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Navigating the Minefield

February 3, 2008

by IdahoSpud

I like to think that when discussing the birds and the bees with my kids, that I strike a good balance between being straightforwardly informative and not-too-embarassing–I answer questions as they come up, but refrain from mom-and-dad details to limit the ick factor.  I honor the kids’ physical privacy as they develop it (“don’t look, Mom!), and remind them periodically that no-one, including friends and family,  gets to touch them in a way that they don’t like, and ask if anyone has done so.  As my children mature, particular subjects have emerged, such as when my celibate teen daughters’ monthly pregnancy tests for Accutane prescriptions sparked a discussion about rape and abortion. 

My very intelligent, beautiful, talented, sweet, obedient, typical-eldest-child daughter, at 15, has a serious crush.  I’ve known and loved this boy since the day he was born — he is also 15, LDS,  a good kid, and returns my daughter’s feelings.  While I’m not overly anxious about the situation, the boy’s parents are, understandably, worried about his mission.  He has always been a very affectionate child who thrives on physical contact, and his folks’ concern is that what was endearing as a youngster could be disastrous as a teen. 

The situation came to a head last summer when the two shared a kiss after a stake dance, which led to many weeks of lectures and restrictions for the boy.  As his parents point out, with the raised bar, “anything more than a kiss, and he doesn’t go.”  While I reacted to the kiss with nothing more than a raised eyebrow, I have instructed my daughter (who is not a touchy-feely person by nature) that I don’t intend to try to change her feelings for her guy, but that I do expect her to control her actions, and to not engage in any “pairing-off behavior” before 16.  By mutual agreement with the other parents, we do allow the two to see each other in group settings, and provide frequent situations (chaperoned parties, 4-H meetings, caravaning a crowd to the movies, etc.) where the environment is somewhat controlled but they can still interact outside of school. The situation has brought me into new territory.  On the practical side, I have had to be careful to define precisely what constitutes “pairing-off behavior,” such as kissing and even hand-holding, even though everyone who knows them knows they are an item.  I’ve had to be careful to respect and uphold the boy’s parents’ wishes because they know him best, even if I think some of their restrictions (no email privacy, for instance), go overboard.   I also have to be careful about what I say at home, so as not to create “cool mom vs. mean mom” dichotomy between the two families.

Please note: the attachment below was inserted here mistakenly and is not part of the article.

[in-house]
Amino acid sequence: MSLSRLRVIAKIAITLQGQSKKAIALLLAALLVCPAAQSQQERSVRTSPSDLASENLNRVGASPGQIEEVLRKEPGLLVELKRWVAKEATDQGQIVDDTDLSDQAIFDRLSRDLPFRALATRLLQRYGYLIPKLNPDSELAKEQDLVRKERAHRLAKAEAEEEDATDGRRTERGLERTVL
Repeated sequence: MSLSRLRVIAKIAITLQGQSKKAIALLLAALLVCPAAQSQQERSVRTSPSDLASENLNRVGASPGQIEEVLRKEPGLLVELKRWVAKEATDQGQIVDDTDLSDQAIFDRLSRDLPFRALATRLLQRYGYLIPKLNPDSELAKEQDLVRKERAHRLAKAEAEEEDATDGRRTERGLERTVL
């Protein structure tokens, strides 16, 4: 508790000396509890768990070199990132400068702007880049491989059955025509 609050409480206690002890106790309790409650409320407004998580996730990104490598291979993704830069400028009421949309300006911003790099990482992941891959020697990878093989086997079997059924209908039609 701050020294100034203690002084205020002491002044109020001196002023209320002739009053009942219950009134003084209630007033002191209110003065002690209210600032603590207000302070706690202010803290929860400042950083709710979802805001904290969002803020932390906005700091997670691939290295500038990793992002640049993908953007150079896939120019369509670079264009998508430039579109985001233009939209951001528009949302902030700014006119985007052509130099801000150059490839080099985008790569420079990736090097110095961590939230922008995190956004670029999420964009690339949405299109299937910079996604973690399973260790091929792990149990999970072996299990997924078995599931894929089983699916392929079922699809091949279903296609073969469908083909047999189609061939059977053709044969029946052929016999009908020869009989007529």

On the emotional and spiritual level, however, I have to wonder if there is something wrong with me — why am I more trusting, or perhaps even ambivalent, than the young man’s mother?  The question is more compounded by the fact that (*sigh*) my daughter’s parents didn’t get married in the temple right away (despite us being RS Pres and an RM Ward Mission Leader at the time), while her beau’s parents did.  You’d think that I, having experienced the pitfalls of “serious dating too long,” would be the more suspicious parent. Perhaps what is really going on is that the boy’s parents (who knew us at the time of our wedding) worry that the genes of two, um, less-restrained people might produce a girl of dubious values, thereby endangering their son?

And how much should my own experience figure into The Ongoing Chastity Conversation?  It’s hard to know what to tell my kids; one of the inescapable consequences of my long-ago actions is that I will be asked why, by six little people at various times, I did not get married in the temple.  My very evasive, but technically true answer thus far is, “Mommy and Daddy didn’t take the temple as seriously as we should have, but we did get sealed a year later, so you’ve all been born in the covenant.  I hope you will choose to take getting married in the temple seriously.”  

In other words, do what I say, not what I did.  

I felt that my eldest, in light of the circumstances, should know more about that time in my life.  I hope[d] that telling her would 1) provide a cautionary tale, 2) serve as evidence that I do know of what I speak 3) encourage her to trust me with her truths as I trusted her with mine, and 4) give a living example of the power of the Atonement.  She took it well, and while I know that giving her that information could backfire, I believe it was the right decision.  

Time will tell.

7 comments

  1. Nicely said.

    I think parents just worry, it is part of being parents.


  2. Minefield is right, sister Spud, and I don’t envy you at all. In my experience, the only thing worse than being a teenager is having teenage children, and life for my wife and me got a lot less complicated when the kids outgrew that stage.